Narrated By: Robertson Dean
Duration: 6 hours and 57 minutes
What to expect
Although the framers gave the president little authority, Washington knew whatever he did would set precedents for generations of his successors. To ensure their ability to defend the nation, he simply ignored the Constitution when he thought it necessary and reshaped the presidency into what James Madison called a "monarchical presidency." Modern scholars call it the "imperial presidency."
A revealing new look at the birth of American government, "Mr. President" describes George Washington's assumption of office in a time of continual crisis, as riots, rebellion, internecine warfare, and attacks by foreign enemies threatened to destroy the new nation. Drawing on rare documents and letters, Unger shows how Washington combined political cunning, daring, and sheer genius to seize ever-widening powers to solve each crisis.
In a series of brilliant but unconstitutional maneuvers, Washington forced Congress to cede control of the four pillars of executive power: war, finance, foreign affairs, and law enforcement. Then, in the absence of Congress, he sent troops to fight Indian wars, crush tax revolts, and put down threats of secession by three states.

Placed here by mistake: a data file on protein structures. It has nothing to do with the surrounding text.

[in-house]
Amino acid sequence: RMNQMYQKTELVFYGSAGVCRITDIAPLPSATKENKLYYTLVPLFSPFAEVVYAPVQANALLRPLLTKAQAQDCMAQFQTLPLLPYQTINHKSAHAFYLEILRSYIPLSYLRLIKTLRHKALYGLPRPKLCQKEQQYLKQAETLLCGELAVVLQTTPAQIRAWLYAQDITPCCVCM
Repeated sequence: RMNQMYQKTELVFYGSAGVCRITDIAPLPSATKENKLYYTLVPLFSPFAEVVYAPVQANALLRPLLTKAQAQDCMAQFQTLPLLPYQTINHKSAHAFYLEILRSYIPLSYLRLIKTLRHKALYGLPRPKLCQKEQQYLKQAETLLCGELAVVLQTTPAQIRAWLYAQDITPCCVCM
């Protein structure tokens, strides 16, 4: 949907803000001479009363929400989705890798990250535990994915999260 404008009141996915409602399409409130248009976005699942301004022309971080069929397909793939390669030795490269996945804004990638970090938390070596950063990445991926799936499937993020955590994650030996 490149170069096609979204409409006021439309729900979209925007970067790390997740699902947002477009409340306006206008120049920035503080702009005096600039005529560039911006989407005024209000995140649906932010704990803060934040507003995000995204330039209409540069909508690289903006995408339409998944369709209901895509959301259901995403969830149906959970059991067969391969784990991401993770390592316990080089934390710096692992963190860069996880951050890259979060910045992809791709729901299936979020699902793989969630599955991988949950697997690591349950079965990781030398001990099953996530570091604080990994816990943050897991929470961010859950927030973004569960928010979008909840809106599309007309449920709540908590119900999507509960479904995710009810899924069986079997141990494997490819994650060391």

Constantly weighing preservation of the Union against preservation of individual liberties and states' rights, Washington assumed more power with each crisis. Often only a breath away from reestablishing the tyranny he pledged to destroy in the Revolutionary War, he imposed law and order across the land while ensuring individual freedom and self-government.
Biography: historical, political and military, Political leaders and leadership, Biography: historical, political and military, Biography: historical, political and military, Political leaders and leadership, History of the Americas, History of the Americas
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“[A] thoroughly researched and delightfully written book…Adds a much-needed new dimension to the Washington portrait…A real thriller of a tale that Mr. Unger has told with skill and authority.”
“With telling precision, this revisionist presidential history describes how the Founding Father leveraged control of war, finance, foreign affairs, and law enforcement from an often resistant Congress. A revealing new look at a presidency that set a new standard.”
“In the early days of his presidency, Washington found himself bored and idle, yet as acclaimed historian Unger reveals in this fast-paced chronicle of Washington’s presidency, circumstances soon arose that would allow him to define and shape the executive office…After three years in office, Washington had ‘transformed the office of the president from that of an impotent figurehead to one that commanded almost as much power as the British king he had overthrown … at Yorktown.’”
“Written with spirit and some subtlety, this work demonstrates that George Washington’s contributions to the character of federal executive powers have been nearly as influential as his military leadership.”
“What starts out as a hagiographic testimony to George Washington matures into the thorough treatment readers expect from prolific history writer Unger…A highly focused book concentrating on a small but significant part of the evolution of American government.”